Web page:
Wednesday, January 13, 2010

"Promoting Scientific Standards" in journal authorship

"Promoting Scientific Standards" is the title of an editorial in tje January 1 issue of the journal Science. Editor Bruce Alberts discusses two principles that are being emphasized by the major science journals (Science, Nature, PNAS). Although they are phrased in terms of research done by laboratory teams, they are both relevant to archaeological publishing.

1. To discourage "honorary authorships." This refers to the practice of adding an author's name to a paper when the person made little contribution to the actual paper. For some time now, these journals have required jointly-authored articles to include an indication of the specific contributions of each author. The idea here is to avoid cases where someone, say the lab director, gets his or her name on all papers from the lab, regardless of whether they participated directly in the research tasks and the write-up.

I'm sure that you recognize this phenomenon in archaeology. We have all heard of projects where the project director seems to get his or her name on most or all papers from a large project. Students complain that they aren't allowed to publish single-author papers. All publications from a project come out with a single party-line view. I won't name any names here, but clearly some colleagues engage in this practice. In my case, I sometimes have the opposite problem: getting students on my projects to write up and publish their results. In these cases I couldn't get many "honorary authorships" even if I wanted!

2. To "require that the senior author for each laboratory or group confirm that he or she has personally reviewed the original data generated by the unit..." This aims to cut down on errors and even cases of scientific fraud by having the director take some responsibility for the results coming out of his or her project. This is almost the inverse of the first principle. It is aimed at reducing the chances that loose-cannon subordinate project members will go off and publish things that are invalid or incorrect. Again, there are archaeological parallels.

I recall an episode during grad school when Professor A came stomping into the office of Professor B (where I happened to be at the time) and demanded to know why a certain low-quality article (with a number of errors and problems), based on Professor B's fieldwork project, had been accepted and published in American Antiquity. Why did Professor B permit such a thing? This was a case of a renegade subordinate project member (a graduate student at a different institution) ignoring relevant project data and thus coming to erroneous conclusions based on a small and limited set of fieldwork data. I don't think Professor B knew about the publication in advance. The result was that faulty interpretations made it into print, and it took several years before the errors could be corrected.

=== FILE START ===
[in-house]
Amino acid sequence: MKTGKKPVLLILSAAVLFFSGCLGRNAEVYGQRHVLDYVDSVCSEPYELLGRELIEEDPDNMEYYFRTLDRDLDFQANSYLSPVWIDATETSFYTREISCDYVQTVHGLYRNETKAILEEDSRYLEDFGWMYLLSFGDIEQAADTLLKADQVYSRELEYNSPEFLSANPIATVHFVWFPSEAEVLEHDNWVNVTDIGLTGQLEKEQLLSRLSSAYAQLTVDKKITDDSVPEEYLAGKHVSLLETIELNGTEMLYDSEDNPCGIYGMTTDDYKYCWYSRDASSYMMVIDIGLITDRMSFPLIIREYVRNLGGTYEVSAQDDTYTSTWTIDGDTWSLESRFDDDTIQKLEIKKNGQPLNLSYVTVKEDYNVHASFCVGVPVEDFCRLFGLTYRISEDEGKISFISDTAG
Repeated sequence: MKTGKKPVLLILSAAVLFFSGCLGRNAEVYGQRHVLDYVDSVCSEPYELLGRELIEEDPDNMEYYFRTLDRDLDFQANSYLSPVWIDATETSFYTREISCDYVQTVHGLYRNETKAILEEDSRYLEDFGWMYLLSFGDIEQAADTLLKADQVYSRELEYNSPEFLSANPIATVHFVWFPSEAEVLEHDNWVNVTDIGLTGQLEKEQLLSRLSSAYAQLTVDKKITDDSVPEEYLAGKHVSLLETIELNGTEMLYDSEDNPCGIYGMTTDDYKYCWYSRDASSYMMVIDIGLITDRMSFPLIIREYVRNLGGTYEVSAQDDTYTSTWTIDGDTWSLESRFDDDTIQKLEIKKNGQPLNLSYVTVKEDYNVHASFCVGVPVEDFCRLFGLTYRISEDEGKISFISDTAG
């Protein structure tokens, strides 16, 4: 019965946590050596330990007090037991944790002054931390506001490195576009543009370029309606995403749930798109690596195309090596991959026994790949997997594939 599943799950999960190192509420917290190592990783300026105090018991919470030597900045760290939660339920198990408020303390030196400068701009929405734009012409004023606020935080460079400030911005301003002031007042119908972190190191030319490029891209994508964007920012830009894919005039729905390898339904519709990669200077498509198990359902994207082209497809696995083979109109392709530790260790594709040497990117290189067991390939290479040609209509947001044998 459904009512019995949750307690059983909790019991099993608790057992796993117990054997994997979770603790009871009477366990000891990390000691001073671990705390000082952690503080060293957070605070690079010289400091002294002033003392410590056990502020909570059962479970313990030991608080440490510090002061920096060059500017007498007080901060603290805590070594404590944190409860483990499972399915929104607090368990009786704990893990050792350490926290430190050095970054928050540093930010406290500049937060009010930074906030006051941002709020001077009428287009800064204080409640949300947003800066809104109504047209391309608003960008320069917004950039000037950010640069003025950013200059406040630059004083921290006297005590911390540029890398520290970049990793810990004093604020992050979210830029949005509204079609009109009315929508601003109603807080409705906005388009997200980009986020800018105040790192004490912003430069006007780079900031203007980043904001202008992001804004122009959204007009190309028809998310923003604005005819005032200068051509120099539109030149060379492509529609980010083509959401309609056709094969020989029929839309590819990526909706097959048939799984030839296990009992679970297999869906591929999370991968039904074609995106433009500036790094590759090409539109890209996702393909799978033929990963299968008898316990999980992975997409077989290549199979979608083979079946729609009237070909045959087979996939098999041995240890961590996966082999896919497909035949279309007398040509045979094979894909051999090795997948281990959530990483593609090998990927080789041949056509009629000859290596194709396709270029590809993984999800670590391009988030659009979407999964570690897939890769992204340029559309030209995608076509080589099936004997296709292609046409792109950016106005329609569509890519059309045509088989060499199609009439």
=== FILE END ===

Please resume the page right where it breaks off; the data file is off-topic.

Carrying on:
(You may wonder why Professor A was so incensed; he had nothing to do with the project or the data or the personnel involved. But some of you will be able to guess who I am talking about and will not be at all puzzled at all by this strange behavior. Actually, I wish we had more scholars like Professor A around, although perhaps not in my own department!)

With so much poor quality work being published in archaeology, it is important to do what we can to maintain high standards. The guidelines being promoted by Science, Nature, PNAS, and other science journals are relevant to our field, and we should work to make them part of our disciplinary culture.


Mark Hilverda said...

These are two very important principles that surprisingly are not always followed in many disciplines. The entire peer review process can also sometimes be undermined when reviewers may second guess themselves due to the stature of one of the primary authors. Ultimately it would be nice to not have to choose between minimal publications (as some archaeologists have unfortunately practiced) vs. error-prone publications. A balance of timely publication with proper, supportive review mechanisms may be difficult to consistently achieve in some areas, but definitely worth the pursuit. This is particularly true in archaeology where in situ site data is only obtainable one time. There is no going back to try again once that portion of a site has been excavated.

Hans said...

There's a related article just published in PLoS Medicine (Lecasse and Leo, 2010) on the practice of "ghostwriting" in the medical literature. This takes the issue of inappropriate authorship from dishonest to dangerous. These ghostwritten articles are attributed to big-name researchers when they are written by drug companies.

As the article notes, this practice is something we don't tolerate from students. That it became an acceptable professional practice (at least to some) is astonishing.

Lecasse, JR and J Leo. 2010. Ghostwriting at Elite Medical Centers in the United States. PLoS Medicine 7: e1000230. doi:10.1371/journal.pmed.1000230

Michael E. Smith said...

Hans- Wow, the ghostwriting issue is scary indeed. If a student in a class did this, it would be plagiarism, leading to sanctions (if caught). But when professional scientists do this, it can have serious health consequences for thousands of people; yet the practice is not banned by their employers.